Incorporating KPIs around some of the following measures may be useful for remuneration committees:


One measure we recommend is issuers incorporating relative performance to their closest peers in their executive compensation designs. Pre-COVID-19, peer benchmarking was prevalent in long-term incentive plans and may be helpful when applied to annual incentive plans as well. Our CGLytics database shows that across its universe, only about nine companies had peer benchmarking in their annual incentives for the 2019 financial year.

Measures to Safeguard Investor Interest

Perhaps one of the methods necessary on the road to recovery is to incorporate stock price performance relative to pre-crisis levels. Another KPI that may be useful and appealing to shareholders is to measure how soon issuers can bounce back to dividend payments and share buybacks, which is centered around cash back to investors and signifies strong liquidity.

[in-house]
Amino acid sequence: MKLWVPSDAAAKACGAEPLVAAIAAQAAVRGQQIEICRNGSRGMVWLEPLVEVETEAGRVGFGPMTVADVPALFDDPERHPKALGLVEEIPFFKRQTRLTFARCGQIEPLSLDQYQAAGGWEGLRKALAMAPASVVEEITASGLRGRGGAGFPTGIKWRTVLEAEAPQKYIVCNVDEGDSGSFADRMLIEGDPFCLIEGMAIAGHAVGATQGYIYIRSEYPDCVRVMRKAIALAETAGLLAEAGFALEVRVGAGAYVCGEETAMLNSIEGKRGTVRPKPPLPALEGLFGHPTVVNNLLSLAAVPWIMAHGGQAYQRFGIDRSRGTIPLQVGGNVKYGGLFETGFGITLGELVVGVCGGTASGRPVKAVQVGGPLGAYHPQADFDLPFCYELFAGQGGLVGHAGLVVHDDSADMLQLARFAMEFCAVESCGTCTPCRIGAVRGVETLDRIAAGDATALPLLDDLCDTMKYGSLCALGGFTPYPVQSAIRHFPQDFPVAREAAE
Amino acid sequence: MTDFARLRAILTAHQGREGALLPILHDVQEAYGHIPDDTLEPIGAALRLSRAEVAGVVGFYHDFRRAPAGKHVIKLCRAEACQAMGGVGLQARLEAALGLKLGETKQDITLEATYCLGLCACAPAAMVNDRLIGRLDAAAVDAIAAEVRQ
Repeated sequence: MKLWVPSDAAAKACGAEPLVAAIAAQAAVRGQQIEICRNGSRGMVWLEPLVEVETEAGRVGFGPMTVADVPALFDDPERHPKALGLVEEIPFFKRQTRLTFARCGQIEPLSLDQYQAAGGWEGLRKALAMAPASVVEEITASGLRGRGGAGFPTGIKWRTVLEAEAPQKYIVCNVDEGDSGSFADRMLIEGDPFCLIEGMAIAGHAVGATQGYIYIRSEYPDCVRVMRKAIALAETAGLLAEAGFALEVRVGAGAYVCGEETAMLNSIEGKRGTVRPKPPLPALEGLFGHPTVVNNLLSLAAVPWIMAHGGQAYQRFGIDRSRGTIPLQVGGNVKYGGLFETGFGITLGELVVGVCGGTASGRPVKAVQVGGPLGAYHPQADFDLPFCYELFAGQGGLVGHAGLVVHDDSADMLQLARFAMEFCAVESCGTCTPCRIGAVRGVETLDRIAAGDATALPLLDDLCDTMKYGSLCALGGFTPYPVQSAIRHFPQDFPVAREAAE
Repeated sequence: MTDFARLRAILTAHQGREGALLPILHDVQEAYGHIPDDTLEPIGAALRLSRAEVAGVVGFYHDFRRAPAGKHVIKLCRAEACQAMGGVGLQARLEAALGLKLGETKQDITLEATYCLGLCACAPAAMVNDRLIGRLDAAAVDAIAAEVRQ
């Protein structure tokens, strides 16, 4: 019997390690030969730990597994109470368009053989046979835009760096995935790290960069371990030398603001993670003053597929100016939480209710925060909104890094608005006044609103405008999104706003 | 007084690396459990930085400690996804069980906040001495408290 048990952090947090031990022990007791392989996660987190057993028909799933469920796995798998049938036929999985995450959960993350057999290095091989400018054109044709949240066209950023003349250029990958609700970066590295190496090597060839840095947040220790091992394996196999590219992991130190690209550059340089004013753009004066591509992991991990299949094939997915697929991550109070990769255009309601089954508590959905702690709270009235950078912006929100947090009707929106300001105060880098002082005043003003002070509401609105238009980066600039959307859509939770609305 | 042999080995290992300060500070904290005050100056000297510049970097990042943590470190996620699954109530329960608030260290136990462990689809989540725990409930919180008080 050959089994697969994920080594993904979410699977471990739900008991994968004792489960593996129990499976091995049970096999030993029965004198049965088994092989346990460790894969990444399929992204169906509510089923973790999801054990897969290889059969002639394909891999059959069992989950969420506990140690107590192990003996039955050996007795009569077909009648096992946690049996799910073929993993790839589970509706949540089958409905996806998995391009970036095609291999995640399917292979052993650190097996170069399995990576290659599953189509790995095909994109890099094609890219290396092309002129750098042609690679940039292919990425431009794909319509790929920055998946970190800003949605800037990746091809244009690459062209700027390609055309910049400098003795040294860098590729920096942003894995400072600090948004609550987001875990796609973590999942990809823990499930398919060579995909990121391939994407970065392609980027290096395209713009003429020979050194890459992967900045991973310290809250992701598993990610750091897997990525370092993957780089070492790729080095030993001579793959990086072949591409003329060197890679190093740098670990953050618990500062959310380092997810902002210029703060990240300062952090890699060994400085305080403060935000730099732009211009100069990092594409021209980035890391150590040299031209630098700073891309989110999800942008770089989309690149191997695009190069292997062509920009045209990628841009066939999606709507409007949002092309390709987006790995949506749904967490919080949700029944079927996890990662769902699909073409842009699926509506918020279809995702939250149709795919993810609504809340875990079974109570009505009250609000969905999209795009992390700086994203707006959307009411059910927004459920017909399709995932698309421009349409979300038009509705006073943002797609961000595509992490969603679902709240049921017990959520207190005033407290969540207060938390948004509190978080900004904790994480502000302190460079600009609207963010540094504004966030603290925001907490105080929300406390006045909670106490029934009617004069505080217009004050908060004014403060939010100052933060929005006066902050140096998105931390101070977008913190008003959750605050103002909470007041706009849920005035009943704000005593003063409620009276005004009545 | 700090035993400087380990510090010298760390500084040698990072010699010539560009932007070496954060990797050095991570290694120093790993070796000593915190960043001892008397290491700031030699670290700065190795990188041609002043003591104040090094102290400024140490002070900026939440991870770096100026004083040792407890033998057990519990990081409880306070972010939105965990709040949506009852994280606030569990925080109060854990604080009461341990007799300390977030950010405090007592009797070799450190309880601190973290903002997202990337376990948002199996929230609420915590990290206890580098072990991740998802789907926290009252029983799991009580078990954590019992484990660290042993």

Emphasis on Display of Crisis Management in Leadership

For all other stakeholders, such as employees, it will be helpful to see how executives applied more agility in decision making, saved jobs for employees, or restored broad-based reductions. These metrics provide measures of profitability of the business and how well leaders were able to manage the crisis and safeguard the interests and well-being of other stakeholders, particularly employees.

Tying ESG and DEI Metrics to Executive Compensation

In a recent Diligent Institute and Corporate Board Member report, 25 percent of surveyed board members indicated their companies were already tying compensation to ESG issues or were planning on doing so. This number was 40 percent for DEI issues. Though these numbers are much lower than they need to be, they show clear progress toward a more holistic executive compensation structure in the future.